Post by WAVAW Staff, Sonmin Bong
It was on my walk home from work. I was very much immersed in a conversation with my partner about ways, and I mean hundreds of different ways, women navigate misogyny and rape culture and cope with their own experiences. Yes, women’s resilience, strength, resistance, and survival strategies inspire and reinvigorate me. It was a casual (and very usual) evening conversation.
Until I spotted this sticker proudly displayed on what looked like an expensive sports car.
I stopped. I read the sticker once, twice, three times. I shouldn’t be but I was surprised that someone took the time to (a) purchase the sticker and (b) actually put it on their car. I stood there for a few seconds. I knew I had to share it with the other WAVAW women so I decided to take a picture of it. But first, I had to look around to make sure that no one was walking towards this car. After all, I didn’t want to get into a conversation with the car owner about what I think of their sticker. Not even a little bit. I knew I would feel extremely unsafe engaging in that conversation.
Ever wondered what we mean when we say we live in a ‘rape culture’? Here is a microcosm of that culture for you. Ever wondered what those ‘rape jokes’ are all about and why women can’t just take jokes? Take a look at the sticker again. Read it again. And this time read it out loud to yourself and someone else. Keep reading it and think about how many times a ‘joke’ has been made about this sticker. Think about how many times the car owner was asked how much ‘ass’ they have gotten in this car. Are you still laughing or are you starting to cringe a little bit?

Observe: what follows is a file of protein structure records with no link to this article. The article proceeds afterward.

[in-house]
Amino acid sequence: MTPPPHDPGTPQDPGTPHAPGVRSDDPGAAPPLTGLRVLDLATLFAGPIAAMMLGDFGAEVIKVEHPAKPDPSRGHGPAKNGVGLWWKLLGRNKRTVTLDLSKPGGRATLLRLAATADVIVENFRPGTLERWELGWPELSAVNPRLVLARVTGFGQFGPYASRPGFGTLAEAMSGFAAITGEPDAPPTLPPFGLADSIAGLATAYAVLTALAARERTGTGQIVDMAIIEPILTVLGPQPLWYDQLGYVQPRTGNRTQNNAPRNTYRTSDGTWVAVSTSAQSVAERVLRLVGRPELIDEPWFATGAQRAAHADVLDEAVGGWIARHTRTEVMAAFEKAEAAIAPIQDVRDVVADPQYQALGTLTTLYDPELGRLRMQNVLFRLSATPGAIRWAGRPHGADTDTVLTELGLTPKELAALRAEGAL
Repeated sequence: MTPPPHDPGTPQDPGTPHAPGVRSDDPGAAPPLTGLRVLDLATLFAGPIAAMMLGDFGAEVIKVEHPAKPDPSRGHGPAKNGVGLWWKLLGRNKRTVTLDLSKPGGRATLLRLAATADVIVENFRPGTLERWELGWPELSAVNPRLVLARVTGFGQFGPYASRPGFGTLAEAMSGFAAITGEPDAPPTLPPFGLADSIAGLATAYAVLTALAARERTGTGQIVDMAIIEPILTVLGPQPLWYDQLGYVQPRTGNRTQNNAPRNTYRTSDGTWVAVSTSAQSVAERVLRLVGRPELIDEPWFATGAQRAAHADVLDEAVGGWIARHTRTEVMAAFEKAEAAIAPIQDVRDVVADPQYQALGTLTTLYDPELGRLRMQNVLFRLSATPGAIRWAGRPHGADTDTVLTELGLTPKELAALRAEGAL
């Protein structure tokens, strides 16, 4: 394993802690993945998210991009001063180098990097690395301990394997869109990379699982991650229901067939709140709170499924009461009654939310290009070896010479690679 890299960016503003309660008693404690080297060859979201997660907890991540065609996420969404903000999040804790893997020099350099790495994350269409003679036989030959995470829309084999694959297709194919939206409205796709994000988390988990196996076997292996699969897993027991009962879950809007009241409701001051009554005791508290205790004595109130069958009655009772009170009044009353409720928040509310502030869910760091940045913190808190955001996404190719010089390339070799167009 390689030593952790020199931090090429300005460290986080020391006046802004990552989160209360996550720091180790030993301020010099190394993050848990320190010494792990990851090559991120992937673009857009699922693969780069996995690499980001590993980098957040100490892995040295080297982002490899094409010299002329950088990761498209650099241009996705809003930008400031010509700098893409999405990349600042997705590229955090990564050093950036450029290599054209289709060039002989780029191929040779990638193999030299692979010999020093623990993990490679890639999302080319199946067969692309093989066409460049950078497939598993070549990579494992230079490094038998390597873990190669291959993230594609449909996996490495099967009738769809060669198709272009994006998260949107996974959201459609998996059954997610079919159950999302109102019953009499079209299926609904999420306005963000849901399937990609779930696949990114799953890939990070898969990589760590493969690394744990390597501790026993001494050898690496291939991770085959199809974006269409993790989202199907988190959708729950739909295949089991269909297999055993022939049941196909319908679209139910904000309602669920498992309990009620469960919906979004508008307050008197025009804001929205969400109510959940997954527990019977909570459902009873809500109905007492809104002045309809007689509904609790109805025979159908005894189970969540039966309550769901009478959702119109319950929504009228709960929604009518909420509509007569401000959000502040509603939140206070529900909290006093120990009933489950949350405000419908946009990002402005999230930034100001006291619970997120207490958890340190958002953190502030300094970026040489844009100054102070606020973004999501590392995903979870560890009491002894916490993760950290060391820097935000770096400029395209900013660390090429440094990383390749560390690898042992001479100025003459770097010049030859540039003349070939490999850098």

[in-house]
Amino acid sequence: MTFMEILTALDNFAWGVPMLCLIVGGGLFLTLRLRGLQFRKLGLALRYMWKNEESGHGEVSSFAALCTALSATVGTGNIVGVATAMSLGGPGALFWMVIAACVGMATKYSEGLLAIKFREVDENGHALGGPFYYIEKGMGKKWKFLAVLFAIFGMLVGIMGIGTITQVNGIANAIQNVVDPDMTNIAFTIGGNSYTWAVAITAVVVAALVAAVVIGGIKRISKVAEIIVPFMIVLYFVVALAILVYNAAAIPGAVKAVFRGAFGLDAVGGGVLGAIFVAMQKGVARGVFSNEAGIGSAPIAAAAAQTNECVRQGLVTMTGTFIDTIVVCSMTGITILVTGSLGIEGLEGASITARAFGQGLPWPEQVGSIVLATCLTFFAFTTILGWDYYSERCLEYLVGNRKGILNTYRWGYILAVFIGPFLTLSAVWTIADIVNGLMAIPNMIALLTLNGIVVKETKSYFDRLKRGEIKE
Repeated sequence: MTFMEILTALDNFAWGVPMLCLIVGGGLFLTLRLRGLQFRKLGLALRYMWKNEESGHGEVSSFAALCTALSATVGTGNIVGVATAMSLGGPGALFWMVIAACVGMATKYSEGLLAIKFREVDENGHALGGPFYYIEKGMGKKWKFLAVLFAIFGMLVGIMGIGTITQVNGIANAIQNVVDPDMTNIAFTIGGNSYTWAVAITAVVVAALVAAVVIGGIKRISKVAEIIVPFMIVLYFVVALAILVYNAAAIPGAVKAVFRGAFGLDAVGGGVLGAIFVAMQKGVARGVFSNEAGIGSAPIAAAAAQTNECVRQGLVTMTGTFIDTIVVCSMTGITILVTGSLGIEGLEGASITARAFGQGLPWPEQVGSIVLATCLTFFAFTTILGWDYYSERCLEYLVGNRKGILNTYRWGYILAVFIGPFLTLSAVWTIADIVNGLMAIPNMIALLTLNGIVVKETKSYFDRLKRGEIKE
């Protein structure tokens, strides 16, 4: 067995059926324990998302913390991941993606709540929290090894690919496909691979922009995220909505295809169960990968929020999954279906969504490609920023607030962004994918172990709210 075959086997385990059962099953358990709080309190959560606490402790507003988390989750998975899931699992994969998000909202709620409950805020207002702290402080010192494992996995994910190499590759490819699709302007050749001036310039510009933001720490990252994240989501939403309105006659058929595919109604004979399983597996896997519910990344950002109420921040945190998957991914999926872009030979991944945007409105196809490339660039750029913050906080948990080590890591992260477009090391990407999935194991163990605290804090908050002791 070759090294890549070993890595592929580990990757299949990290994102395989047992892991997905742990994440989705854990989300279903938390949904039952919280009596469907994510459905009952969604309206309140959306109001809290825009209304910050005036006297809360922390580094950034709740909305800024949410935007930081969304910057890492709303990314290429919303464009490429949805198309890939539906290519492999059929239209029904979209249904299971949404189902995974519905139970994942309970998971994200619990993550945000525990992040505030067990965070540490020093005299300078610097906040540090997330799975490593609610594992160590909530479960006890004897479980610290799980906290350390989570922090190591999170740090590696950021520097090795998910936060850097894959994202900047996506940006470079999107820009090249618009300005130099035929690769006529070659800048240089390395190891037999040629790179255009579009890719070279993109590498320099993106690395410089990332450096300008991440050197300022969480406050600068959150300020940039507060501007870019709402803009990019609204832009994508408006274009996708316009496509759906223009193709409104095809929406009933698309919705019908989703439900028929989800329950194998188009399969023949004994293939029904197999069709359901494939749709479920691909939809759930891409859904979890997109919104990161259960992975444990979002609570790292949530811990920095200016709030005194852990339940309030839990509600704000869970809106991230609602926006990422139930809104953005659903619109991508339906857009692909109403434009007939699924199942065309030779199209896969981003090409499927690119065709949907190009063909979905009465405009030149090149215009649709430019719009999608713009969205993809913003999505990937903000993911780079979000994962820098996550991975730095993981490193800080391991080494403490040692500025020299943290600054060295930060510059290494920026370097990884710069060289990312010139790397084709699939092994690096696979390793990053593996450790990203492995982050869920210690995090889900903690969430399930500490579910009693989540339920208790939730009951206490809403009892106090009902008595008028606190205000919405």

This isn’t just a silly sticker someone decided to put on their car to crack a few jokes with their buddies. Instead, it speaks to the kind of climate we live in and serves to remind us that patriarchy and misogyny are alive and well.
It is more than a sticker; rather it is a reminder:
That women’s ass is a commodity that can be exchanged for a car ride;
That objectifying women’s bodies is acceptable;
That our ‘ass’ can be measured up to things like marijuana and gas;
That women can be expected and/or asked to pay back with our ‘ass’, which really means that rape is justified under the circumstances that women cannot pay back with marijuana or gas;
That our safety is not guaranteed and definitely negotiable in the hands of those who are doing us a favour;
That asking for a ride from someone we know instead of taking public transit at night does not equal safety whatsoever;
That women more likely to get sexually assaulted by someone they know;
That women should smile and nod at ‘jokes’ like this one just in case we ‘provoke’ the misogynist driver to inflict violence on us;
That our ways of navigating safety in rape culture could be interpreted as something as ridiculous as ‘implied consent’ in court;
That there is no definite way we will be safe from violence.
This is not just a sticker. This is a threat to our safety. This is your daily reminder of rape culture.